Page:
Managing Tighter Margins

Forage inventory, cropping strategies, and alternative energy sources are management areas affecting cost of production.
Managing Tighter Margins - Articles
Managing Tighter Margins

Production perspective

The Extension Dairy Team over the past several years has seen a substantial increase in requests for cash flow plans. The emphasis has been to determine the breakeven cost of production and strategies to help manage margins. The team just finished 2014 plans with producer's actual numbers and is now focusing on 2015 projections. Producers working with the dairy team for several years have implemented cropping and feeding strategies that have helped prepare them for 2015.

There are some commonalities with the producers that generated positive cash flows in excess of $3.00/cow in 2014. The first is paying close attention to forage inventory. This has allowed more consistent rations to be fed over the year. Producers are examining cropping strategies and forage allocations that are appropriate for the lactating cows and non-lactating animals. Many of these producers are feeding very basic rations and are feeding alternative energy sources in addition to corn grain. The result was high milk income because of both good milk production and high milk price/cwt.

Because 2013 corn silage tested low in fiber digestibility and in many cases low in starch content, nutritionists had to think outside the box to compensate for this in 2014. Feed cost, both purchased and home-raised combined, was higher per cwt on the herds feeding the low quality corn silage compared to farms feeding higher quality corn silage. However, farms generated a higher cash surplus per cow on the lower quality forage. The feeding and nutritional strategies on the low quality forage resulted in higher milk production, which in turn resulted in a lower breakeven cost of production. This illustrates why you can't focus on just one side of the equation: only milk income/cow or only feed cost/cow. It is the margin that determines if the feeding strategy is working properly.

Forage inventories have a major influence on cash flow. The farms with the highest quality corn silage were also feeding the lowest amount compared to the herds with the lowest quality corn silage. There was a missed opportunity on the herds with the better quality forage. Did they limit the amount fed because they did not have the inventory or was that the feeding strategy of the producer or nutritionist? This opens the door for discussion on how to utilize good quality forage or the opportunities available to produce and store more forage.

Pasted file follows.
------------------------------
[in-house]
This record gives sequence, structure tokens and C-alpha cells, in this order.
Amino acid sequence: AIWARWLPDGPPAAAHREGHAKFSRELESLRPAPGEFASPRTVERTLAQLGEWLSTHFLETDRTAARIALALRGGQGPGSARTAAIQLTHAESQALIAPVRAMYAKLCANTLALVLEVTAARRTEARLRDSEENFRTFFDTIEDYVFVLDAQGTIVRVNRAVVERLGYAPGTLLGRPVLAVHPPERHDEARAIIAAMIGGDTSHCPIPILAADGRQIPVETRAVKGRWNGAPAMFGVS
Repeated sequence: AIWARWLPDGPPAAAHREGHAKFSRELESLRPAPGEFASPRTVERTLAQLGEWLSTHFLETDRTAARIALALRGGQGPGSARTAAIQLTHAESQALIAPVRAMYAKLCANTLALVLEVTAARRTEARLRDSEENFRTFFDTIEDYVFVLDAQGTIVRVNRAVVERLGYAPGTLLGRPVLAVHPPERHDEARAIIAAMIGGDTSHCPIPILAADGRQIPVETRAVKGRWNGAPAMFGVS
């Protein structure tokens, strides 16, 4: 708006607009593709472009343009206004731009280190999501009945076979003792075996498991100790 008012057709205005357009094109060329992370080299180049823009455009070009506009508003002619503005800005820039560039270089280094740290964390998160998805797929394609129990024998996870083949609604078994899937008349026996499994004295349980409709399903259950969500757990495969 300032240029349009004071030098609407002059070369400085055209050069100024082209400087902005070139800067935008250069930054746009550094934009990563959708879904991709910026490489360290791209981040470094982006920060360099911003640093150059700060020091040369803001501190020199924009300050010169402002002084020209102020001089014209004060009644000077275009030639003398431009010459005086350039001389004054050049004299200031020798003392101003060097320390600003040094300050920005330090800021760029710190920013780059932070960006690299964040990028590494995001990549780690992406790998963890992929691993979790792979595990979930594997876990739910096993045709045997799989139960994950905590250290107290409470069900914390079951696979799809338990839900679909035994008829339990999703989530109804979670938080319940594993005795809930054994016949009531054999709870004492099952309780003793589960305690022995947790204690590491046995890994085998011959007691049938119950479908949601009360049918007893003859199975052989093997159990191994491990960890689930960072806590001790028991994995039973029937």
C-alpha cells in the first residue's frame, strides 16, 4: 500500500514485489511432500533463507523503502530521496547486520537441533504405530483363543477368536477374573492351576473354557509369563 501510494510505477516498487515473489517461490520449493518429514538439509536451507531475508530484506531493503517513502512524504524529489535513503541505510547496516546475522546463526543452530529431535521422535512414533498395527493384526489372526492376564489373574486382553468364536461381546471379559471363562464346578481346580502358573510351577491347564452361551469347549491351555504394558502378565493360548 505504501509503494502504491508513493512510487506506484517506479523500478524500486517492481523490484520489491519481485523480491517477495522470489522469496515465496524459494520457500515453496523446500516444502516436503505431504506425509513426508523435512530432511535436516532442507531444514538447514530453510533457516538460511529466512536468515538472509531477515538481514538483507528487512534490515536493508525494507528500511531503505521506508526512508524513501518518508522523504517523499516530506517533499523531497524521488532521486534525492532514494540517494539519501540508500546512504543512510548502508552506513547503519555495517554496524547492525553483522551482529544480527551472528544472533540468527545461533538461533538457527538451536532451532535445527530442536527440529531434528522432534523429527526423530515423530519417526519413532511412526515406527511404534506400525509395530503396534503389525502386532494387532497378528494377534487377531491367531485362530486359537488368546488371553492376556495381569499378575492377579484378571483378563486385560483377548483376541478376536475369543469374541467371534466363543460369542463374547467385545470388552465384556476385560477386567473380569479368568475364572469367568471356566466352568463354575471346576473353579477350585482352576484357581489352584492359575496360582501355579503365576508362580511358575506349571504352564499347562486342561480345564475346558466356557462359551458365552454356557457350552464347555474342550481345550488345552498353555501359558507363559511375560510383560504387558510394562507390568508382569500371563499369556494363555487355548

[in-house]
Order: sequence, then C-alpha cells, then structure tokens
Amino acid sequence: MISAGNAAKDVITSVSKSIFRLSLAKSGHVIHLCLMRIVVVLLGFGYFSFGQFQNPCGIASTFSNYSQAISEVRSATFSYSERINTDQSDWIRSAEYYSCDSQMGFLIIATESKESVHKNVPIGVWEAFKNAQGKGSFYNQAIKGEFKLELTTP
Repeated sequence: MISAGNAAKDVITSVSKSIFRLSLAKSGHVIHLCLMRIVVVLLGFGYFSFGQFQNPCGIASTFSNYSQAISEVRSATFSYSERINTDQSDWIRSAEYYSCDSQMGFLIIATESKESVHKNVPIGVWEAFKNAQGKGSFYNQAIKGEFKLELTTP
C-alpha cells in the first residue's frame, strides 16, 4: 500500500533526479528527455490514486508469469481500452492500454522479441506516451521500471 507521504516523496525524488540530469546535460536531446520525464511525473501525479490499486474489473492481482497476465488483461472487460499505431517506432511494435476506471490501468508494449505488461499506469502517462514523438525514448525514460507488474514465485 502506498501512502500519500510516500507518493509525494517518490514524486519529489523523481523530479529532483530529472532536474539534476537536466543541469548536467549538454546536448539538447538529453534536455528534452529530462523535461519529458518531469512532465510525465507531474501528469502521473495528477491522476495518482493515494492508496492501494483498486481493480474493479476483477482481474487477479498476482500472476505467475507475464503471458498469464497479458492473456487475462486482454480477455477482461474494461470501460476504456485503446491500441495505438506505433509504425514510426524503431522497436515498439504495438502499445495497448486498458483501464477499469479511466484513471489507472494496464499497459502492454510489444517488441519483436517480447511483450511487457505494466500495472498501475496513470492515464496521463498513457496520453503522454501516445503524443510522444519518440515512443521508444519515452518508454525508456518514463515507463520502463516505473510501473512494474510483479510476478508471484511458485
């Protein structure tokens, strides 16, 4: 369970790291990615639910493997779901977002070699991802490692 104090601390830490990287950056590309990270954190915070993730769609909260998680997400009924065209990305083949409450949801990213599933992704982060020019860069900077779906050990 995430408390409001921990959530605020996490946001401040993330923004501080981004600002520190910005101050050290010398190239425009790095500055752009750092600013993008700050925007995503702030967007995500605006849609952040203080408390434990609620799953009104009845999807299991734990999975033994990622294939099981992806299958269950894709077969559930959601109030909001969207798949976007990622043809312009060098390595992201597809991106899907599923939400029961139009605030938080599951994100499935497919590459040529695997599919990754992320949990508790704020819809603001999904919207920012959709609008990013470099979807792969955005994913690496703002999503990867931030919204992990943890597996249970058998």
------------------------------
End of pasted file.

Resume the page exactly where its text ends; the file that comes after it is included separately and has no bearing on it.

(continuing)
As we work to project cash flows in 2015, these same farms that made changes over the past years related to cropping strategies, or feeding management or nutrition are better positioned to have a positive cash flow. A positive cash flow of $0.50 per cow may be the best they can achieve but at least it is positive. There are still too many farms that have not addressed issues related to the pounds of milk shipped and do not have adequate milk income. Others have not improved forage quality or quantity and they have to purchase a lot of supplemental feeds. These farms are showing a negative cash flow in 2015 of over $2.00/cow.

It is not enough to know a farm's breakeven cost of production. It is how the farm makes decisions based on knowing their margin and if strategies implemented are keeping the operation sustainable. An operation's margin will change every year depending on the dynamics of the milk and feed markets. This makes it essential to combine both finances and production together when evaluating management changes.

Action plan for monitoring cost of production

Goal- Annually complete a cash flow plan with the previous year's actual numbers for income and expenses and project income and expenses for the current year. Review quarterly that the cash flow plan is in line with projections.

Step 1: Collect all pertinent financial and feeding information for developing a cash flow plan. Meet with the appropriate consultant to review projections and to discuss any necessary strategies for implementation.

Step 2: Review costs and income on a quarterly basis to ensure the cash flow plan is on track.

Step 3: Present breakeven margin numbers to the farm's profit team or appropriate advisors on a quarterly basis.

Economic perspective:

Monitoring must include an economic component to determine if a management strategy is working or not. For the lactating cows income over feed costs is a good way to check that feed costs are in line for the level of milk production. Starting with July's milk price, income over feed costs will be calculated using average intake and production for the last six years from the Penn State dairy herd. The ration will contain 63% forage consisting of corn silage, haylage and hay. The concentrate portion will include corn grain, candy meal, sugar, canola meal, roasted soybeans, Optigen and a mineral vitamin mix. All market prices will be used.

Also included are the feed costs for dry cows, springing heifers, pregnant heifers and growing heifers. The rations reflect what has been fed to these animal groups at the Penn State dairy herd for the past 6 years. All market prices will be used.

Standardized IOFC starting July 2014

Note: March's Penn State milk price: $18.01/cwt; feed cost/cow: $6.84; average milk production: 84 lbs.

Standardized feed cost/non-lactating animal/day starting July 2014

Authors

Dairy Herd Management Dairy Cattle Nutrition Dairy Feed Management Dairy Cattle Feed Management Dairy Business Management Dairy Cattle Business Management

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